The transalpine bank BSI Bank underlines its international spirit in the promotion of contemporary art and partnerships with important Italian institutions.

BSI Bank of Italian Switzerland, founded in Lugano in 1873, is one of the largest banks in Switzerland and the oldest in Canton Ticino, which since the 2000 has started an important collection of contemporary art, with artists such as Tony Cragg, Mario Merz, Giulio Paolini, Alighiero Boetti, Fausto Melotti, Franz Ackermann, Alberto Garutti, John Armleder.

The collection is enjoyed by the bank employees and customers who have faced a new way of understanding the workplace, for example thanks to the site-specific intervention of the artists Daniel Buren, Robert Barry, John Armleder and Liam Gillick and the selection of works with which the various bank offices are arranged, in a virtuous approach to art. Other works are exhibited and loaned to internationally recognized  museums and exhibition, of which BSI supports the activities, also on the Italian territory. A 360-degree commitment that also takes care of the needs and desires of its customers through an art advisory service. We have spoken about with Francesca Martinoli, Head of Art Management at BSI.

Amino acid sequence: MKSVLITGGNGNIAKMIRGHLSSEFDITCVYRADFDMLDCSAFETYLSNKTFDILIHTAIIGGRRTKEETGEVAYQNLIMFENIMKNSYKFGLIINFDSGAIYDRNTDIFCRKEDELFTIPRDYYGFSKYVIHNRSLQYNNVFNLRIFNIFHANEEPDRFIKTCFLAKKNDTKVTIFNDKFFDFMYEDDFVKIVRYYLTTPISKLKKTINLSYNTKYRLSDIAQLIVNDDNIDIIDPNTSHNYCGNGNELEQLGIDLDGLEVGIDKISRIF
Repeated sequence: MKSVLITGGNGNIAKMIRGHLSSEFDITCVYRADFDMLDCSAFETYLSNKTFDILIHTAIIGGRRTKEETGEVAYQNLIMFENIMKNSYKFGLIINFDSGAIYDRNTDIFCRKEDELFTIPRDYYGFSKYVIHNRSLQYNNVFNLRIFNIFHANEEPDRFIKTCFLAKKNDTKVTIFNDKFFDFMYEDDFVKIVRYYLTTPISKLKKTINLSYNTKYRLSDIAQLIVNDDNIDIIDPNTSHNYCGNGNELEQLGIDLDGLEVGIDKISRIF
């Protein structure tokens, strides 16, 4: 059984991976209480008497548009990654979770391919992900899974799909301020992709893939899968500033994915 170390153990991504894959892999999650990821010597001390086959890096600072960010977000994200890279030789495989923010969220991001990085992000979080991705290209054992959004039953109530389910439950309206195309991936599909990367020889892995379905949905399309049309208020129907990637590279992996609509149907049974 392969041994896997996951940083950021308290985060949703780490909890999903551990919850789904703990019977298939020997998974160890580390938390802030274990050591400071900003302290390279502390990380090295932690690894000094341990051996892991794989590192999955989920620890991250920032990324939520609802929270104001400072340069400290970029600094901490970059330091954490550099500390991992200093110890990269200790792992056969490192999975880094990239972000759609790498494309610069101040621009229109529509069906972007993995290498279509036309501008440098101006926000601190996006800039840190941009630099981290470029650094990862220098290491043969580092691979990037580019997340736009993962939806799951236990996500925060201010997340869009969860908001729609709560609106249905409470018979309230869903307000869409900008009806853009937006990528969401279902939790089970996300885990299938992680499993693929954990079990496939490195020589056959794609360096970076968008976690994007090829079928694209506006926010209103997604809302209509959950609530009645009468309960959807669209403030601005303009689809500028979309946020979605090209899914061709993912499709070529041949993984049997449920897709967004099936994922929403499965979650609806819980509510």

Alessandra Ghinato: How was the collection born? What are the aims?
Francesca Martinoli: «Our art collection has more than 1600 artworks and is made by two important collectionist units born in two different historical moments with divers aims.
We have the corpus of “Young Swiss Art” and photographs coming from the ex Gottardo Bank.
As the other financial and assurance companies in the Second Postwar, at the end of 60s the Gottardo Bank began an art collection with the aim of exploring and feeding the National artistic scene.  The paintings and the sculptures came from galleries of the various linguistic areas of Switzerland.
Moreover we are guardian and promoter of an international art collection thanks to the passion of the Group CEO, Alfredo Gysi. The enlargement of this part of the collection was  mainly led to set up the bank offices around the world, the last opened is in Como.